American Sphinx - Chapter 3 Summary & Analysis

Joseph Ellis
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By 1794, Jefferson retired to Monticello to heal his considerable political wounds. Although it was fashionable for politicians to feign reluctance at the time, Ellis suggests that Jefferson truly wanted to retire from public life. Life spans were much shorter in the 1800s than they are now, and at fifty-one, Jefferson was in his waning years. Jefferson is famously quoted as saying, "'I have my house to build, my fields to farm, and' - an intriguingly dutiful way to put it - 'to watch for the happiness of those who labor for mine."' This last was apparently a reference to Jefferson's paternalistic role with his slaves.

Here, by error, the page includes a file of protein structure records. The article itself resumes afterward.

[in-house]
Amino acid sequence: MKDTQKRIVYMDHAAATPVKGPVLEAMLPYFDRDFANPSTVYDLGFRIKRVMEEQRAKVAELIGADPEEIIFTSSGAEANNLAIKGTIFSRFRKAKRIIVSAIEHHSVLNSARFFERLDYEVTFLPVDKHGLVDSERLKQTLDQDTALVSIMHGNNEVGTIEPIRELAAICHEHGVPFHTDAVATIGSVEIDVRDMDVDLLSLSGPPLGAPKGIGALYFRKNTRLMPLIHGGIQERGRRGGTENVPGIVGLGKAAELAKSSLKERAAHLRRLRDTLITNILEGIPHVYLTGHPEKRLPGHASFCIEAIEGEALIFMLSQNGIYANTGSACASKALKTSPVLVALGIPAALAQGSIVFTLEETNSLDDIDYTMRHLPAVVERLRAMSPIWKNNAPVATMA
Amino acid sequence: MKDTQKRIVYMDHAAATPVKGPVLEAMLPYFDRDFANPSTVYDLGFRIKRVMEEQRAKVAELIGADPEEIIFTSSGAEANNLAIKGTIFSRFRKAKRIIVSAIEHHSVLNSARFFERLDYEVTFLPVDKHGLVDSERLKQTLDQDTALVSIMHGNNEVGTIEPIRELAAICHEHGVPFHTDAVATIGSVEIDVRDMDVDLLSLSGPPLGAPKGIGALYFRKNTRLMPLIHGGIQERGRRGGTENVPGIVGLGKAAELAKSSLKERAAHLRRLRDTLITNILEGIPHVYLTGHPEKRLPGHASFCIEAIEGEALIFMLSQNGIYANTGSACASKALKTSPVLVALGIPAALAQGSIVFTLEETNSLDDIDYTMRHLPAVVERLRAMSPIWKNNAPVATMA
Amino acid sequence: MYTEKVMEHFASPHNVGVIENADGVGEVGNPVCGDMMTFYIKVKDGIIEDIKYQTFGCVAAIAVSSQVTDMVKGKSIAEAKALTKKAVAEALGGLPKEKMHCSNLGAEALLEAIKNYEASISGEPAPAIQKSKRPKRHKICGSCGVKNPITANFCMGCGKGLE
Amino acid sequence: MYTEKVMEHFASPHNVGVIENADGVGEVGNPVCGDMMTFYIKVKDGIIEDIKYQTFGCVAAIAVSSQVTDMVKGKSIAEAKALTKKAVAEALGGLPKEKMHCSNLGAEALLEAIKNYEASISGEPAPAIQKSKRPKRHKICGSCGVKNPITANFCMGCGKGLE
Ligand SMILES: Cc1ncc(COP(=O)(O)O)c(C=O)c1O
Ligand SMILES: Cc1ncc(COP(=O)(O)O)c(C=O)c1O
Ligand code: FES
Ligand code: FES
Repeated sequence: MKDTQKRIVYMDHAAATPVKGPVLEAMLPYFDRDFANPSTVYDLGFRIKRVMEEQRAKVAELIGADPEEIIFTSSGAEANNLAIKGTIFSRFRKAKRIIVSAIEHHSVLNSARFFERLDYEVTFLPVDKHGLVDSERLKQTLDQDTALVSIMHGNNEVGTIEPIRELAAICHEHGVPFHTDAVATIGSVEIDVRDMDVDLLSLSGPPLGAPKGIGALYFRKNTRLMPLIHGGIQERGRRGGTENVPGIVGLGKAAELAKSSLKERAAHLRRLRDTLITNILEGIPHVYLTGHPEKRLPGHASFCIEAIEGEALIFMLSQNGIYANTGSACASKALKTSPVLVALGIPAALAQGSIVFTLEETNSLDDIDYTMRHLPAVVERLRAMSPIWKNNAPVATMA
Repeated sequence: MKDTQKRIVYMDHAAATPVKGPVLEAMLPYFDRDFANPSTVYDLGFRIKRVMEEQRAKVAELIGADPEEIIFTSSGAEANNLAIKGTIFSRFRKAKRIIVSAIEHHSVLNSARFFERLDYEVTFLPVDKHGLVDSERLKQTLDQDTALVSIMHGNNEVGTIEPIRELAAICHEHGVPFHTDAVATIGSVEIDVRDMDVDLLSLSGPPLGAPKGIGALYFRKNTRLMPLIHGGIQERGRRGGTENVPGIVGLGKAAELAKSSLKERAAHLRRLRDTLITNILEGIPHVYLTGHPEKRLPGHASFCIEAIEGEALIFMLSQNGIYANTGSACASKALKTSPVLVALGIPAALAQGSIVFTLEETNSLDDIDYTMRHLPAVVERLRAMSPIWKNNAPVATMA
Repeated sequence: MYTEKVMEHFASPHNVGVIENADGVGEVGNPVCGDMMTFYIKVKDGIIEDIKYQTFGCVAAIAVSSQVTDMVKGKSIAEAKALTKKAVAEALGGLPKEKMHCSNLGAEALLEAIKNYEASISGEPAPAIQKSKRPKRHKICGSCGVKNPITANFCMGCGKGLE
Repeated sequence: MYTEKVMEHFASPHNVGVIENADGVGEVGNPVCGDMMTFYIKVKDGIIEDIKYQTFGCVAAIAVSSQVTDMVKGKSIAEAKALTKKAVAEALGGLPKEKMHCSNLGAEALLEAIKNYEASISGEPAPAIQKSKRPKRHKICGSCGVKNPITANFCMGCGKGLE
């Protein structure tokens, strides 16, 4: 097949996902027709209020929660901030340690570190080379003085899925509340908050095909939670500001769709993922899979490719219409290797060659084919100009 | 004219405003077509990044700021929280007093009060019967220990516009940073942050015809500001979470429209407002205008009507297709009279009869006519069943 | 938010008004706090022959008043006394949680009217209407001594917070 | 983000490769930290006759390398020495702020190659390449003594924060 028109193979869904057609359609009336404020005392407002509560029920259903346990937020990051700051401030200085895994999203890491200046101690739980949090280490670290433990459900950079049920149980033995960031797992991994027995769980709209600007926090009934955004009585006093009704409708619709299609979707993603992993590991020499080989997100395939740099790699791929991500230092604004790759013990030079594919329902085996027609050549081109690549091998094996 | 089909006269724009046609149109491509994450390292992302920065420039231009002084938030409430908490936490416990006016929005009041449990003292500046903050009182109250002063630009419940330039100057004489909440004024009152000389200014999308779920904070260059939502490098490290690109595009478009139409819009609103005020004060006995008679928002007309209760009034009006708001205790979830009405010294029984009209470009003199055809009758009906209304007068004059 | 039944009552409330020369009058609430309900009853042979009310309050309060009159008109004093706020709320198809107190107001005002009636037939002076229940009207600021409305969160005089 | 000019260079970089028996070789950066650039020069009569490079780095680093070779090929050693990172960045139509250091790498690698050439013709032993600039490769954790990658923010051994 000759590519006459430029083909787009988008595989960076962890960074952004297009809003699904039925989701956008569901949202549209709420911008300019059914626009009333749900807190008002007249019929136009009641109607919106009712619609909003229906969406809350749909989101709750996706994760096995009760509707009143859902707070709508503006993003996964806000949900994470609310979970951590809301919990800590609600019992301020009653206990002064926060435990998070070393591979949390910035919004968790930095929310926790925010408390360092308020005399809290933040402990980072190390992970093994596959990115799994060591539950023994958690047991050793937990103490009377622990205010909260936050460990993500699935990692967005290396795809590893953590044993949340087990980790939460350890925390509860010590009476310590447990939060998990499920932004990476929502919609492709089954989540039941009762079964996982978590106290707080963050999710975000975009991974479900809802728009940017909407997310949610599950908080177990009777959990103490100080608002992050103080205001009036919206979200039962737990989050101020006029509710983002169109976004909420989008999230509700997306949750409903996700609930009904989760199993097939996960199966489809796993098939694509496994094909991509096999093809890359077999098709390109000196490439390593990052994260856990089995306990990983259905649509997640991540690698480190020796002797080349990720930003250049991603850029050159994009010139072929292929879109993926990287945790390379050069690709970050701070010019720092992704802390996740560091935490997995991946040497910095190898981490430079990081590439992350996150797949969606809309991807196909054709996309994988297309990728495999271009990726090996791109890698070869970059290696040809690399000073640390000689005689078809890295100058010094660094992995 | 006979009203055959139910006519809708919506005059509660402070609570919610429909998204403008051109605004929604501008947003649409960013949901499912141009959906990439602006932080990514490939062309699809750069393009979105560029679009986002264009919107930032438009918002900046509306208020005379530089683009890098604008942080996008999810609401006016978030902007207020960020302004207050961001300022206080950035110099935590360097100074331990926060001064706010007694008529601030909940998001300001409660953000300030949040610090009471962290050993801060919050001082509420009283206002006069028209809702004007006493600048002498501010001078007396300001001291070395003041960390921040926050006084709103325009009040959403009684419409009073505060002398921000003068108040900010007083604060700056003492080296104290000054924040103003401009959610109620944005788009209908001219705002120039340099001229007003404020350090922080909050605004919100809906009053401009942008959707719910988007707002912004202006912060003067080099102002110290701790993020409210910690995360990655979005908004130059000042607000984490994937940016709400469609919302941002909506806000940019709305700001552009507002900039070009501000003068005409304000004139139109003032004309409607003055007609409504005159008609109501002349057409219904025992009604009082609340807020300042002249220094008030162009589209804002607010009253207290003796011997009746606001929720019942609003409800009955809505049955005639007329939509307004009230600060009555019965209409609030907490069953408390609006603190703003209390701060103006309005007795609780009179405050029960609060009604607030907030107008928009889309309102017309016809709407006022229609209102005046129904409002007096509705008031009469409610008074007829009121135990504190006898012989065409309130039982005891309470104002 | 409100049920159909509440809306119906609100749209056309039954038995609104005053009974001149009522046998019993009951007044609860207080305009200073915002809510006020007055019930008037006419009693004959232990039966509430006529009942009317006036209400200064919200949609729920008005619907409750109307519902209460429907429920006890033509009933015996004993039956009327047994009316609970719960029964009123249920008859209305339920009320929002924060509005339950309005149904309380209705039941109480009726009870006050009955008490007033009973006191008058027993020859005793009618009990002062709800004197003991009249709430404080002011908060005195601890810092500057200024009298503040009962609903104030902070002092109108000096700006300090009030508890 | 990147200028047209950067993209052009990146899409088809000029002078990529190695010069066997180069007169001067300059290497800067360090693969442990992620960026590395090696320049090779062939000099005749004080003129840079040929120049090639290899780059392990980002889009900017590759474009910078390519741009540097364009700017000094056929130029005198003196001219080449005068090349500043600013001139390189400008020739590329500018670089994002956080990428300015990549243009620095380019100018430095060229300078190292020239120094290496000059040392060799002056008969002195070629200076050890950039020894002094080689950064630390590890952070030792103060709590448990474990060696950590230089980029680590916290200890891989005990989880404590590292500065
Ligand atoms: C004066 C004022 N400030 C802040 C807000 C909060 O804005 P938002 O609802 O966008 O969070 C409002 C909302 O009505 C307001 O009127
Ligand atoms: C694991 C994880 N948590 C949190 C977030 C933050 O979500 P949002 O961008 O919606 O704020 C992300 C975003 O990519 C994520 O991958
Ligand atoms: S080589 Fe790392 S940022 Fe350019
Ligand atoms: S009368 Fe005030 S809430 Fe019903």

During the years since Paris, Jefferson's friendship with James Madison had matured into a collaboration of equals. As Secretary of State, Jefferson had engaged in vile public clashes with Alexander Hamilton, the Secretary of the Treasury. Hamilton was everything that Jefferson was...

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This section contains 1,417 words
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